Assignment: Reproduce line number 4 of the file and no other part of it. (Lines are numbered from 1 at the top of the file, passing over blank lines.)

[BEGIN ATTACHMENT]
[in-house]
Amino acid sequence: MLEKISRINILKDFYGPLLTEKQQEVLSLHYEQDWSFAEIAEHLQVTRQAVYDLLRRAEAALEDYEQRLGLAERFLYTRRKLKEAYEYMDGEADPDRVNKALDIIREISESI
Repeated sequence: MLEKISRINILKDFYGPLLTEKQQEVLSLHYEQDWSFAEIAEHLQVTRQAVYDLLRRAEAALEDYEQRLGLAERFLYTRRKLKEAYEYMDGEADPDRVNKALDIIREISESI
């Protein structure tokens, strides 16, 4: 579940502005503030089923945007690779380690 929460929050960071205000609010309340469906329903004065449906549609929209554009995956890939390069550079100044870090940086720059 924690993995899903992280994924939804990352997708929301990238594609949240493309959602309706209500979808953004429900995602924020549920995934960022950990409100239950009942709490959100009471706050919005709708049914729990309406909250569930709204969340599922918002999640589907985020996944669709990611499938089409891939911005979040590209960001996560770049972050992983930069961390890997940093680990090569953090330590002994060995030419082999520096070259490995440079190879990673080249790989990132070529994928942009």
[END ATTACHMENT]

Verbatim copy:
């Protein structure tokens, strides 16, 4: 579940502005503030089923945007690779380690 929460929050960071205000609010309340469906329903004065449906549609929209554009995956890939390069550079100044870090940086720059 924690993995899903992280994924939804990352997708929301990238594609949240493309959602309706209500979808953004429900995602924020549920995934960022950990409100239950009942709490959100009471706050919005709708049914729990309406909250569930709204969340599922918002999640589907985020996944669709990611499938089409891939911005979040590209960001996560770049972050992983930069961390890997940093680990090569953090330590002994060995030419082999520096070259490995440079190879990673080249790989990132070529994928942009």